H – Yeah, yeah.
L – We want to take stock and maybe that means travelling locally. I was chatting to another fellow speaker, we were talking about how much we loved Morga. We both have spoken in Margo and that reminded me of a friend who lived in Sydney, she’s a midwife, she’s an acupuncturist essentially and she searched all over Australia for a regional centre she wanted to move to. She had all the regional centres and she chose Margo. And she said it was the best place for all the things she wanted and there’s so much fun to be had regionally. So there’s lots of adventures to be had close to home and look, I turn anything into an adventure. The day before yesterday, my 14-year-old and I went to Costco, which I just find the funniest place. It’s just so funny ‘because everything has to be in such ridiculous quantities. You can buy 30 croissants and an inflatable island.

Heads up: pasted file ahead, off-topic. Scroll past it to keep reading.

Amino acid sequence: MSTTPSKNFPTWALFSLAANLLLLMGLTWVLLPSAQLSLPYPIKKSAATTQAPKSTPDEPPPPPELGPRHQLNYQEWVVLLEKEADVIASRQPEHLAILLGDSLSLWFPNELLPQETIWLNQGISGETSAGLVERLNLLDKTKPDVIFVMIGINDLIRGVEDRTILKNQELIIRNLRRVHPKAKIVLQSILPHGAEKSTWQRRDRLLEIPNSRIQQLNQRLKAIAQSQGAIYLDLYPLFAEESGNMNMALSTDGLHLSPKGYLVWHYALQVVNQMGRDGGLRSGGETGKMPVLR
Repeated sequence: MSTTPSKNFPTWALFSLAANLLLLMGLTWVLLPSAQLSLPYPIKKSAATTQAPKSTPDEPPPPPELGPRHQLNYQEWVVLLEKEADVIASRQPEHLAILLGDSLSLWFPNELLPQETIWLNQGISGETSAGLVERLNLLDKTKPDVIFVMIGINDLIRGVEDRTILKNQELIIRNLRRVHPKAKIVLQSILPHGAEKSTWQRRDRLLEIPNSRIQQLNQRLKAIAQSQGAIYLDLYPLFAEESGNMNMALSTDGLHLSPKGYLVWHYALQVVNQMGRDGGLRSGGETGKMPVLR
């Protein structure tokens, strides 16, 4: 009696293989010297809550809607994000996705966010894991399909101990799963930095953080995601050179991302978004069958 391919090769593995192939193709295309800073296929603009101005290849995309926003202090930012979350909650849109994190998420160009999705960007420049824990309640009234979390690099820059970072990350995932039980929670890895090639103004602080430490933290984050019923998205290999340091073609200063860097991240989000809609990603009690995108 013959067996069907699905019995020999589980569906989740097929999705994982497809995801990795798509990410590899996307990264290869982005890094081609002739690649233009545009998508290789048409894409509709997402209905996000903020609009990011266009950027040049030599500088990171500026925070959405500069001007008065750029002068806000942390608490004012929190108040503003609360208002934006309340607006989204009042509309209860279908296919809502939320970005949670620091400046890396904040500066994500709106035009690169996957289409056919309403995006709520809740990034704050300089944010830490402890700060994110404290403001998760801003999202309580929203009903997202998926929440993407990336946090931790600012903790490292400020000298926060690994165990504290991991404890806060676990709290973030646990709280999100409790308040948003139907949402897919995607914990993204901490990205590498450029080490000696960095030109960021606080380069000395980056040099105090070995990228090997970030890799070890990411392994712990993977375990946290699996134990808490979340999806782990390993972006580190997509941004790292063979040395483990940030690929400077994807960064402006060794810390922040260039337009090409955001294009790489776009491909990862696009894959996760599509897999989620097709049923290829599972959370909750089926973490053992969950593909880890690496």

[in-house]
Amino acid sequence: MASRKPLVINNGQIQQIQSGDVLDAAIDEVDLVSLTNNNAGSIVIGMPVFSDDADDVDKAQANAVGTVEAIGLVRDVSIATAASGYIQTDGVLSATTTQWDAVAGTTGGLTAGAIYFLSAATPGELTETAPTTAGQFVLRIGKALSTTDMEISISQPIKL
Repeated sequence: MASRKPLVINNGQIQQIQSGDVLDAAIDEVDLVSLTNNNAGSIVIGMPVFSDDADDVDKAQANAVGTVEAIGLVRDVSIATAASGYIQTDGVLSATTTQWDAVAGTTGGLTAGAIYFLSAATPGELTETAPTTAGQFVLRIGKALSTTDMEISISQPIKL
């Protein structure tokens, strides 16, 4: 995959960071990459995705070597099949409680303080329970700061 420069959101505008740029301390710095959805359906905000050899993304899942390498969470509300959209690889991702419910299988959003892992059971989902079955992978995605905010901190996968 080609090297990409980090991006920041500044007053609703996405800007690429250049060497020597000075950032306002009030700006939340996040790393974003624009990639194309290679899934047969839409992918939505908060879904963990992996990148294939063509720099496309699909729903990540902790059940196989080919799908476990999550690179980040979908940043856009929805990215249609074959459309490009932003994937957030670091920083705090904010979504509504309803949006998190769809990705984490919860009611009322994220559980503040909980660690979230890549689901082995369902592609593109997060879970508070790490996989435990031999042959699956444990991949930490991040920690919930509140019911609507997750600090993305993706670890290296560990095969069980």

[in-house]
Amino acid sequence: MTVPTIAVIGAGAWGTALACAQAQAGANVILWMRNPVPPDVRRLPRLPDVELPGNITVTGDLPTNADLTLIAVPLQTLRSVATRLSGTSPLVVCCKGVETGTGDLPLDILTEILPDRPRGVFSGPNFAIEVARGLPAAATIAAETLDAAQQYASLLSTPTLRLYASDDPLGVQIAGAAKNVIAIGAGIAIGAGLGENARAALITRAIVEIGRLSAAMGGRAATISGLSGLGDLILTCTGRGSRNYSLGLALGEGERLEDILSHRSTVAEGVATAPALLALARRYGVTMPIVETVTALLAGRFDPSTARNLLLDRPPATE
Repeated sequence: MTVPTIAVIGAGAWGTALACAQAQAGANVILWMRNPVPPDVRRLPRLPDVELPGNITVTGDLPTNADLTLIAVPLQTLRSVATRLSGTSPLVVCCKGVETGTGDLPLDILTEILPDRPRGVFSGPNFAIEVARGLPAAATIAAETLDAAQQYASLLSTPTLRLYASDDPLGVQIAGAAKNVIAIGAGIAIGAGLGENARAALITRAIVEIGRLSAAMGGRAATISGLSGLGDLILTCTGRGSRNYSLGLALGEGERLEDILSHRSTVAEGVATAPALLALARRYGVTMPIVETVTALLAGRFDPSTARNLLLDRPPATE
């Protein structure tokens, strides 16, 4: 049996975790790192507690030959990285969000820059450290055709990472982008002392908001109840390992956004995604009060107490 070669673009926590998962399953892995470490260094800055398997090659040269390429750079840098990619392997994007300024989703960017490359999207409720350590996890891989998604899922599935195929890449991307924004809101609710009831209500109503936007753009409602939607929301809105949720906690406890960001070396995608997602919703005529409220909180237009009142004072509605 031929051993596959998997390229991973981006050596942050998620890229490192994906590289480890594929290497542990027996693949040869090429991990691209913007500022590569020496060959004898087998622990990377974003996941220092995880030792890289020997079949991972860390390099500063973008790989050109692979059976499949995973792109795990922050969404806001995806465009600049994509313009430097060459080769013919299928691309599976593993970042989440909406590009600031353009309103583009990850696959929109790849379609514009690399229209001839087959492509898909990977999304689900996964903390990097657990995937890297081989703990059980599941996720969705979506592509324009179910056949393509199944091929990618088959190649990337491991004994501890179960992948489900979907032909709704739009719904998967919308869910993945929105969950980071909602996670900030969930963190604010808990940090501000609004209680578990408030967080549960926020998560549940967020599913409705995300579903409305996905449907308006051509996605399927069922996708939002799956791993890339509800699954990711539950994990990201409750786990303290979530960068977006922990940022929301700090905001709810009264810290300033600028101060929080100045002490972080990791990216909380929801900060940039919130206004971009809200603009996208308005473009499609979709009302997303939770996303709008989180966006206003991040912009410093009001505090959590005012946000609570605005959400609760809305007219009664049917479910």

H – Which is so important–
L – It’s very funny and we do tend to turn any little trip into an adventure and into some fun and you know get Maccers on the way and do drive through and my kids tell me not to tell the lady off in the drive through. So I guess it’s just a general attitude to life. Sally Lansbury is asking was it’s Boracay? No, it’s an island called NoaNoa Private Island and it’s off Palawan, beautiful little island–
H – Thank you for that question.
L -noanoaisland.com, I built their website, have a lookie. Adventures planned but treat everyday like an adventure, it’s all learn me stuff, walk in different directions, I’ve been doing a particular walk and they closed off some of the cliff walk between Coogee and Bondi. And that forced me to take different roots and I found this really great uphill like a tower up this hill. So walk in different directions, sit in different seats, life doesn’t have to be an adventure that includes overseas flights, although those are fabulous.